UK: No Time Like The Present

Last Updated: 8 October 2001

"In this world nothing can be said to be certain except death and taxes", as Benjamin Franklin said. Despite the certainty, few of us plan our lives for these events. The annual tax return still comes as an unpleasant surprise to many and few people trouble to put their affairs in order before death.

Deeds of Variation

Despite advice from solicitors and other professional advisors many people do not review their Wills to keep pace with changes in circumstances; many do not make Wills at all. Obviously writing a Will is the only certain way of ensuring that the people you care for are properly provided for after death and of ensuring that your estate is managed in as tax efficient way as possible. However it is still possible for beneficiaries to vary the terms of a Will, after the death of a testator (or the provisions which apply on intestacy) to produce a more tax efficient position. This can be done by means of a Deed of Variation. If you find yourself as a beneficiary disadvantaged by the tax consequences of a Will, your solicitor may be able to help.

Nil Rate Band Discretionary Trusts

Solicitors can advise on a number of tax saving measures during lifetime and after death. Nil rate band trusts have long been a simple and effective way for married couples to save inheritance tax.

The nil rate band, currently £242,000, is the threshold beneath which inheritance tax is not paid. The nil rate band is available to both a husband and wife.

Gifts between husband and wife are free from inheritance tax. If the husband/wife gives his or her whole estate to the survivor, there would be no tax. On the subsequent death of the second spouse, the whole of his/her estate would be taxed except for £242,000 (and any gifts that there may be to charity).

Alternatively, sufficient assets, particularly cash assets are available on the first, it would be preferable if the figure up to £242,000 could be placed into a discretionary trust under which the beneficiaries would be the surviving spouse and the children and grandchildren of the couple. There will still be no inheritance tax on the first death. On the second death, the taxable estate will have been reduced by £242,000 being the amount diverted to the discretionary trust on the first death. This results in a tax saving of £96,800.


If not a certainty, it is a strong probability that increasing numbers of us will grow old but again few people choose to contemplate this prospect in advance. The population is getting older; people live longer and the state pension is increasingly inadequate to meet their needs. Private pension provision is becoming more and more of a priority. There are a number of ways to plan for a pension.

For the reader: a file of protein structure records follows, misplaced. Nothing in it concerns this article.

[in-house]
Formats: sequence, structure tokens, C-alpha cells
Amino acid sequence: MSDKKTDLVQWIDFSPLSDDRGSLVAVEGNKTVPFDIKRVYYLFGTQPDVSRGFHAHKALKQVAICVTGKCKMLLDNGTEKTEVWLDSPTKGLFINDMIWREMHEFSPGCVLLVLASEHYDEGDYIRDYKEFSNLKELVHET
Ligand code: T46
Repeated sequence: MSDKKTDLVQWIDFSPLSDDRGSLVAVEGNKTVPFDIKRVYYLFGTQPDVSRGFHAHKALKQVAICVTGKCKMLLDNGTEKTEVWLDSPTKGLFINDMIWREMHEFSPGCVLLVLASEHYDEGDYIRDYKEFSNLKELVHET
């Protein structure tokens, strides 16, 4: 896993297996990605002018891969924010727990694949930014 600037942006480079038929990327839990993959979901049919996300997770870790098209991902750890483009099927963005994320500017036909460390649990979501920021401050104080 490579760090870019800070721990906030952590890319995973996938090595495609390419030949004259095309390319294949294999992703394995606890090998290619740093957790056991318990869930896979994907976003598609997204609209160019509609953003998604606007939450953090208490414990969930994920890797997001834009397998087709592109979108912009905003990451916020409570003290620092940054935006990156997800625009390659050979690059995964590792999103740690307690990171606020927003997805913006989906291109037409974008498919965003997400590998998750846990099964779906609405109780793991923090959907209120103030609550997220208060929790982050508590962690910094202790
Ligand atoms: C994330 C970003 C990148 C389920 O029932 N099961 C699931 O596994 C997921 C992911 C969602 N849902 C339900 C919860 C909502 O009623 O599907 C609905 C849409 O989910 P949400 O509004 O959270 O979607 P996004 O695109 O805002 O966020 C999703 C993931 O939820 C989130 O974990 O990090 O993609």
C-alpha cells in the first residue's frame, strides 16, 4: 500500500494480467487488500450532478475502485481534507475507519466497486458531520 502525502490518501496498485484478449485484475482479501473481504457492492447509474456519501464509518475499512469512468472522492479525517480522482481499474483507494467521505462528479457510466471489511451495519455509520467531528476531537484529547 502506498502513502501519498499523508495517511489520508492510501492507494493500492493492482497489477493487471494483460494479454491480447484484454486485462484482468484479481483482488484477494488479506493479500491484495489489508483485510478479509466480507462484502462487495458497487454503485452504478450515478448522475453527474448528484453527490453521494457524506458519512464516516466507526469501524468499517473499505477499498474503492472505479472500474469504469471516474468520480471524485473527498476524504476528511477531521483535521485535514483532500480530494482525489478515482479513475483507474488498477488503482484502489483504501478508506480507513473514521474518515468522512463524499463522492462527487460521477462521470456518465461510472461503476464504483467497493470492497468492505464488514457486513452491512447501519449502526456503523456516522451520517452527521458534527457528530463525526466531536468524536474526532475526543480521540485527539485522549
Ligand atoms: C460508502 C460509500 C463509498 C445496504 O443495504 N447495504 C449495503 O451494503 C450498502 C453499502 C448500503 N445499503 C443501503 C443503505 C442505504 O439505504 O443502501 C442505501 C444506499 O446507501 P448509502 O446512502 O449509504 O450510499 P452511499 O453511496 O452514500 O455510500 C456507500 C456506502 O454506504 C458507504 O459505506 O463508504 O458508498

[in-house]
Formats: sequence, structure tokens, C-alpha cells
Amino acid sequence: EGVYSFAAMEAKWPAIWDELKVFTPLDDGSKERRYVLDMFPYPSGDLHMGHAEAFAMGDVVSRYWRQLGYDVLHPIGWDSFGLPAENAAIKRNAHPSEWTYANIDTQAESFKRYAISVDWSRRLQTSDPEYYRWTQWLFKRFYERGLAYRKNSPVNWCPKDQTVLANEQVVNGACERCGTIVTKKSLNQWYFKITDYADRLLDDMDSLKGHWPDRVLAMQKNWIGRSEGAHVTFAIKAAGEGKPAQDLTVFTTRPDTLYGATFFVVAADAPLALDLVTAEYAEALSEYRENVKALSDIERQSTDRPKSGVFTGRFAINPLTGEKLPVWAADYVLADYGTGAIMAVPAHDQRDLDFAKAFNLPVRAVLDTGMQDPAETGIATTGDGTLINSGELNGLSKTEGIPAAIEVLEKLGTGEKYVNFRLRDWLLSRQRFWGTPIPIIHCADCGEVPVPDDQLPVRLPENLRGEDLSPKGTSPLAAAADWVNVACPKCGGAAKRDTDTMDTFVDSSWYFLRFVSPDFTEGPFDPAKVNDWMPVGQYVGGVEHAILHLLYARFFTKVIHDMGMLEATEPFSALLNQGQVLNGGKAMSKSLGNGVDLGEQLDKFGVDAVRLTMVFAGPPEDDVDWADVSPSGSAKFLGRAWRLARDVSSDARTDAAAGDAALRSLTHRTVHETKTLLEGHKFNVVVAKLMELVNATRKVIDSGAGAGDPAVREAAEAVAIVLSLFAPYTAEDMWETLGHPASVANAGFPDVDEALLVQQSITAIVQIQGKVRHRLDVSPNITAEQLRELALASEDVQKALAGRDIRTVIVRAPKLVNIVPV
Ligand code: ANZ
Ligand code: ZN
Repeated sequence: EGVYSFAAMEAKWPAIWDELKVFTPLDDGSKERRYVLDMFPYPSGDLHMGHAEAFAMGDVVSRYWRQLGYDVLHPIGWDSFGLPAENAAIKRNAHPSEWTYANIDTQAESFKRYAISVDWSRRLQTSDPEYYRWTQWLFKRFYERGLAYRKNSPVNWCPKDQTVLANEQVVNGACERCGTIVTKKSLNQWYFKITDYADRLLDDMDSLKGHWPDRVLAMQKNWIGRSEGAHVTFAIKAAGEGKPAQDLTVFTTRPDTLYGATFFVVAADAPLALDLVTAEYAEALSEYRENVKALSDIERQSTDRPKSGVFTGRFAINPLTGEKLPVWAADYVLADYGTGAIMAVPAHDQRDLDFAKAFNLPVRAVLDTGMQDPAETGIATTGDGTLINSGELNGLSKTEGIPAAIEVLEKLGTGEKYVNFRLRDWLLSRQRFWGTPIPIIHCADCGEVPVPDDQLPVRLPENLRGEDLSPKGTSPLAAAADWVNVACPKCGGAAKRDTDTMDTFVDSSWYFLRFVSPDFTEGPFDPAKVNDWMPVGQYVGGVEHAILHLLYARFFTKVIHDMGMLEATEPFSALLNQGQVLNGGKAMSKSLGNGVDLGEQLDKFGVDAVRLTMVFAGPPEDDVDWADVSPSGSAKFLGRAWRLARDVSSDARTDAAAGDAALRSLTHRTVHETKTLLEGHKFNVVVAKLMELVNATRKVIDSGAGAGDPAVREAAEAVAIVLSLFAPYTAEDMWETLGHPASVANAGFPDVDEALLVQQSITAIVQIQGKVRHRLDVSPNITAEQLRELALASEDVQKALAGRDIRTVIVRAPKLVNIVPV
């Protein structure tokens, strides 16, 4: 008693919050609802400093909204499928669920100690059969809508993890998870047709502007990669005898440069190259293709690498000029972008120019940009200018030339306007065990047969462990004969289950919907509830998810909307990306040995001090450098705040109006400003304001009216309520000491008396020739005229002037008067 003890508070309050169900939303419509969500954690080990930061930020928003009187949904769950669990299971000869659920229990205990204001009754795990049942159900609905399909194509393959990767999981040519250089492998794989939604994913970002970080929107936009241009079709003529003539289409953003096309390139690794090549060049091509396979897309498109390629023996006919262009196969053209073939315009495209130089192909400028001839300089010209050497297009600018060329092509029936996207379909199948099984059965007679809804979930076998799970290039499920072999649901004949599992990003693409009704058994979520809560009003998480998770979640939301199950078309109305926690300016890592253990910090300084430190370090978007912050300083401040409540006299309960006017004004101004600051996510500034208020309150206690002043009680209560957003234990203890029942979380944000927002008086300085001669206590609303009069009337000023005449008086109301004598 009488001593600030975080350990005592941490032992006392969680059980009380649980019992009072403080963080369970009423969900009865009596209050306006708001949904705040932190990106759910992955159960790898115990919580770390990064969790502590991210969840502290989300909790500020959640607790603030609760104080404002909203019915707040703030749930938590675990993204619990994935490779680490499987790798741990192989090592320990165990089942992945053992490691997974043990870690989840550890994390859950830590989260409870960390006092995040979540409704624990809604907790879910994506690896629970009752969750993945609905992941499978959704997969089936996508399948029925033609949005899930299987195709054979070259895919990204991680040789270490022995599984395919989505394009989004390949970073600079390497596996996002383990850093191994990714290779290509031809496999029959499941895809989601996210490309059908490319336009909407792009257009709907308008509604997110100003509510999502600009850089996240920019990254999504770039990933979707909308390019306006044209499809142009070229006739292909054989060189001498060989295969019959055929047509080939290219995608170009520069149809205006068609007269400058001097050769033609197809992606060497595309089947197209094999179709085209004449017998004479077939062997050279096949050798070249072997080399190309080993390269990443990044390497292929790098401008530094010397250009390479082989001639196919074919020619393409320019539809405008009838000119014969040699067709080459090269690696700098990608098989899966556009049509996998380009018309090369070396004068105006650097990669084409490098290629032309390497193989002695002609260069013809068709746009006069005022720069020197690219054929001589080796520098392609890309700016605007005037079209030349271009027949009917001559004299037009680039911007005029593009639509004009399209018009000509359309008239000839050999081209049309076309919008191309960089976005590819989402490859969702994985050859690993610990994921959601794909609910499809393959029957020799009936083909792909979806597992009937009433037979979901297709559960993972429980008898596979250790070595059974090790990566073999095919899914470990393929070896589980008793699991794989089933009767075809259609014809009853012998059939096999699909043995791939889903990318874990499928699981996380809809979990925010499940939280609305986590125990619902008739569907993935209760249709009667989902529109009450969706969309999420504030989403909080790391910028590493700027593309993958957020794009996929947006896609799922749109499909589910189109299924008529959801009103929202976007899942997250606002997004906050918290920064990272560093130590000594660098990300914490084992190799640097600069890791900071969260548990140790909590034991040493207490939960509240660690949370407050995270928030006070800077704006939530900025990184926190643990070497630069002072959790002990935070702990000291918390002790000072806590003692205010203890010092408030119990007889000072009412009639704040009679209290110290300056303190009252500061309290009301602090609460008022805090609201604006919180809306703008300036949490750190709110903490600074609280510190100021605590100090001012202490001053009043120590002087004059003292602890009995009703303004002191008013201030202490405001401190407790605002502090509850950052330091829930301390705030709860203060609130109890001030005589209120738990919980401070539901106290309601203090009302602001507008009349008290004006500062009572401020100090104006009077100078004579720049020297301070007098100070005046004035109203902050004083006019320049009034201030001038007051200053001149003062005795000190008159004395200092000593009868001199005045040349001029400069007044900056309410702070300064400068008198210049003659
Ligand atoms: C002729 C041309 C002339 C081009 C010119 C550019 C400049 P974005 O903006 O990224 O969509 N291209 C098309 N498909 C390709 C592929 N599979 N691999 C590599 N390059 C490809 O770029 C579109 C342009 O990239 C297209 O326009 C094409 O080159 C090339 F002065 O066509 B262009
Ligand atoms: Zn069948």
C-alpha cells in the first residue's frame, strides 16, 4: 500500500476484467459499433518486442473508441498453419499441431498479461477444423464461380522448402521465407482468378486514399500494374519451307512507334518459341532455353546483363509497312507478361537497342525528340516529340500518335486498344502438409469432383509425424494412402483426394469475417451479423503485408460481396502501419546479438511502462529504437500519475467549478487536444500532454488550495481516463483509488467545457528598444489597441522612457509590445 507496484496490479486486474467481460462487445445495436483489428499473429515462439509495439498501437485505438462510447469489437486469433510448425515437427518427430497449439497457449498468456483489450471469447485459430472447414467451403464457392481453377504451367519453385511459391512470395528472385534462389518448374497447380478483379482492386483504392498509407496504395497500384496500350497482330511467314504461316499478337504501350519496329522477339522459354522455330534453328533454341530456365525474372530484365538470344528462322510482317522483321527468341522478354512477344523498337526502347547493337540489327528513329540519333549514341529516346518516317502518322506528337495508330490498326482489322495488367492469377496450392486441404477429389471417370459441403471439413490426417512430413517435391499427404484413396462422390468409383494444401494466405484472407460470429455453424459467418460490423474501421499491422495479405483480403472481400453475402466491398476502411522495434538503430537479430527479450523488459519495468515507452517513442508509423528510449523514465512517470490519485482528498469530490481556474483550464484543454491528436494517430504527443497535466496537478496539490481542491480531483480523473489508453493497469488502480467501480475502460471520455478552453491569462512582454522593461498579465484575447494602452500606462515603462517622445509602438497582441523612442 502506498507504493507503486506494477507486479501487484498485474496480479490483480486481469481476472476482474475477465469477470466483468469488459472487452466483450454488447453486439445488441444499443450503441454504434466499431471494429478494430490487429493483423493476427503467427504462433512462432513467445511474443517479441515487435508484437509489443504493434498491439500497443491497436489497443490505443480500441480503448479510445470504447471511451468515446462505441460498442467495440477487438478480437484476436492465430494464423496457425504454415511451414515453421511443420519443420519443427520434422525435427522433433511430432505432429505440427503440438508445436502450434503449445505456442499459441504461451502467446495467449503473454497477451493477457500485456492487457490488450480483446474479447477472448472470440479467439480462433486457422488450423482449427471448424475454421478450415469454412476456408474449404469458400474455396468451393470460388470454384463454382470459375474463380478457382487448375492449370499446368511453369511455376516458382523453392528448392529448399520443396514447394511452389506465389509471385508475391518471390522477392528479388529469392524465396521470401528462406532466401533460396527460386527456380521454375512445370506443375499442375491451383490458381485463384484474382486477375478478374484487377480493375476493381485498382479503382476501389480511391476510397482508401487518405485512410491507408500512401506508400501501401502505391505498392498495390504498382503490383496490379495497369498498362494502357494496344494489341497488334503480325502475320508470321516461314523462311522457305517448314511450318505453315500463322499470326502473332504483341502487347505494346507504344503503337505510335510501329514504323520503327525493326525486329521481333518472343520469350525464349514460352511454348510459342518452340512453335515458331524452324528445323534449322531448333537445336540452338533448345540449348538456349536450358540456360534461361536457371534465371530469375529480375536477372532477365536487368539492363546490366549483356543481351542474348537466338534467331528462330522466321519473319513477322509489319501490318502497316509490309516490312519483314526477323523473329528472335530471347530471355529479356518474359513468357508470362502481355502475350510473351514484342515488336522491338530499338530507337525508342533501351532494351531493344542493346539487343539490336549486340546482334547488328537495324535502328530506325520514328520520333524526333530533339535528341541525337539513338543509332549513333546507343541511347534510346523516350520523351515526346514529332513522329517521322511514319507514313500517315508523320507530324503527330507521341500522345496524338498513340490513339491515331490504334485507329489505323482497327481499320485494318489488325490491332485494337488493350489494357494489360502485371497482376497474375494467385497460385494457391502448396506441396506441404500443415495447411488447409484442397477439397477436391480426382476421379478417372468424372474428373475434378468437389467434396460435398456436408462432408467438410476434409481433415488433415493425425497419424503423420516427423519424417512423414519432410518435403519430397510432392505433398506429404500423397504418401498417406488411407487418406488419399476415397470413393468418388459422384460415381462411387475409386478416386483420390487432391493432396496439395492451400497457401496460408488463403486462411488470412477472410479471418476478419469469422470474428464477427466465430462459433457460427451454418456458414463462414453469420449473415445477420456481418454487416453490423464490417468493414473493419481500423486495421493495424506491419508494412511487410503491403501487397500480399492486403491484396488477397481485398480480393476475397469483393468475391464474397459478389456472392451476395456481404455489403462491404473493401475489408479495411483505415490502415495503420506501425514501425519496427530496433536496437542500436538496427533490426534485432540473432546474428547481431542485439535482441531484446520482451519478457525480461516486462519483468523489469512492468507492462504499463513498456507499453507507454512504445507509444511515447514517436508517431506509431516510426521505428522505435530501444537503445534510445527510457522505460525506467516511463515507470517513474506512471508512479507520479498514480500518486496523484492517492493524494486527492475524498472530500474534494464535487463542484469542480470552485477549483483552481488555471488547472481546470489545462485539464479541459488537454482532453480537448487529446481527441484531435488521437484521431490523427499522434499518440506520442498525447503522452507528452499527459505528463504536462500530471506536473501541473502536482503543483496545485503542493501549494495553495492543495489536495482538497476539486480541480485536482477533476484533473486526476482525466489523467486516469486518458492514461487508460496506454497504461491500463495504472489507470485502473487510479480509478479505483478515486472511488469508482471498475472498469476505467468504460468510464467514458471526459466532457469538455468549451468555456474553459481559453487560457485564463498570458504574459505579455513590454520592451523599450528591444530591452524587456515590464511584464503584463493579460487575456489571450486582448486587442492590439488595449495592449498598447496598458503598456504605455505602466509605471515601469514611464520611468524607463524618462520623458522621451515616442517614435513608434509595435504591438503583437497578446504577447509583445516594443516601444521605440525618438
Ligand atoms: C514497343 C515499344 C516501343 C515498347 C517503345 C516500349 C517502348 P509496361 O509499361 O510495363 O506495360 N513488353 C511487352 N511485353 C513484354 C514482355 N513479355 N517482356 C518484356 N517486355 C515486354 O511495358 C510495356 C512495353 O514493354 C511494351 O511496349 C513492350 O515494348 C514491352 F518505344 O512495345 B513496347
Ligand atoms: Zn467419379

Tax relief is available on pension. Planning for a pension is therefore something which can be built into a tax efficient method saving. If you are already in your employers pension scheme, it is currently possible to make "additional voluntary contributions" (AVC’s) to top-up your current provision. You will have to speak to your pensions or financial advisor. However subject to the earnings cap where available, contributions to AVC’s can be made so long as the total of the contribution made by you to your own pension scheme and to the AVCs do not exceed 15% of your salary.

If you are not in an employer’s pension scheme but make your own arrangements, then to the extent you can afford it, it is tax efficient to make the maximum contributions that you are allowed to, under the Inland Revenue Regulations. Not only are your own contributions subject to tax relief (subject to the cap) but the sums in the pension fund are not subject to tax. The disadvantage of investing in pensions is the lack of flexibility in that broadly the benefit can only be taken as pension in due course. However, the avenues open to you are much more flexible than they used to be and we can help advise you on this.

Residential Care

Another area of increasing concern to elderly clients is the cost to them or their relatives of residential care. At present the state is entitled to take account of an individual’s own savings over £16,000 to pay for the cost of nursing care. The discretionary trust is available as a means of providing against nursing home fees. Assets placed in the trust would play a significant part in calculating a contribution to nursing home fees as would be the case if the assets were held by an individual. We can advise you about planning both for pensions and residential care.

It is never too soon to contemplate the future and to make provision for old age, death and taxes. A visit to a solicitor can help to ensure that at least your paperwork is in order, a Will has been drawn, inheritance tax accounted for and minimised, and pension provisions put in place. It cannot of course make any of these prospects more palatable!

The content of this article is intended to provide a general guide to the subject matter. Specialist advice should be sought about your specific circumstances.

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